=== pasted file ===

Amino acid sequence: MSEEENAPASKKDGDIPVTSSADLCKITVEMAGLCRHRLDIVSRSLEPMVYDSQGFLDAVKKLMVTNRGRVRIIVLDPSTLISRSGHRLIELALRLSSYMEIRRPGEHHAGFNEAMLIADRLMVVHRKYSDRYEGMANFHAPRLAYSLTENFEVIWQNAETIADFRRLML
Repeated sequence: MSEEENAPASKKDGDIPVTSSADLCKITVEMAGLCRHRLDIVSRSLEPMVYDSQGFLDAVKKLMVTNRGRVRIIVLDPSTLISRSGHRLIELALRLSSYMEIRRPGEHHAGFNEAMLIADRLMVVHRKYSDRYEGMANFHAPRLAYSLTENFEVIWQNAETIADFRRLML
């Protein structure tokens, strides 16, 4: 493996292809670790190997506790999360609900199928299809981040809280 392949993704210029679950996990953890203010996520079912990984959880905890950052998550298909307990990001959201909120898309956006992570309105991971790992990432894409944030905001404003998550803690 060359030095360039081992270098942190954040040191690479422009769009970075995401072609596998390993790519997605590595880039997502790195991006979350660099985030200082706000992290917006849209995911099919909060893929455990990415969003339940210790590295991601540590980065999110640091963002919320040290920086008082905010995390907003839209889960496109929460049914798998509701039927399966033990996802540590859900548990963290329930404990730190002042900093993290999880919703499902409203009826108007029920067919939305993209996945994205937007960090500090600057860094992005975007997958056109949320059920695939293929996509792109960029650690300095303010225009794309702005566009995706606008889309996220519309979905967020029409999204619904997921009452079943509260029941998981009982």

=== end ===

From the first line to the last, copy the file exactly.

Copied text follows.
Amino acid sequence: MSEEENAPASKKDGDIPVTSSADLCKITVEMAGLCRHRLDIVSRSLEPMVYDSQGFLDAVKKLMVTNRGRVRIIVLDPSTLISRSGHRLIELALRLSSYMEIRRPGEHHAGFNEAMLIADRLMVVHRKYSDRYEGMANFHAPRLAYSLTENFEVIWQNAETIADFRRLML
Repeated sequence: MSEEENAPASKKDGDIPVTSSADLCKITVEMAGLCRHRLDIVSRSLEPMVYDSQGFLDAVKKLMVTNRGRVRIIVLDPSTLISRSGHRLIELALRLSSYMEIRRPGEHHAGFNEAMLIADRLMVVHRKYSDRYEGMANFHAPRLAYSLTENFEVIWQNAETIADFRRLML
């Protein structure tokens, strides 16, 4: 493996292809670790190997506790999360609900199928299809981040809280 392949993704210029679950996990953890203010996520079912990984959880905890950052998550298909307990990001959201909120898309956006992570309105991971790992990432894409944030905001404003998550803690 060359030095360039081992270098942190954040040191690479422009769009970075995401072609596998390993790519997605590595880039997502790195991006979350660099985030200082706000992290917006849209995911099919909060893929455990990415969003339940210790590295991601540590980065999110640091963002919320040290920086008082905010995390907003839209889960496109929460049914798998509701039927399966033990996802540590859900548990963290329930404990730190002042900093993290999880919703499902409203009826108007029920067919939305993209996945994205937007960090500090600057860094992005975007997958056109949320059920695939293929996509792109960029650690300095303010225009794309702005566009995706606008889309996220519309979905967020029409999204619904997921009452079943509260029941998981009982």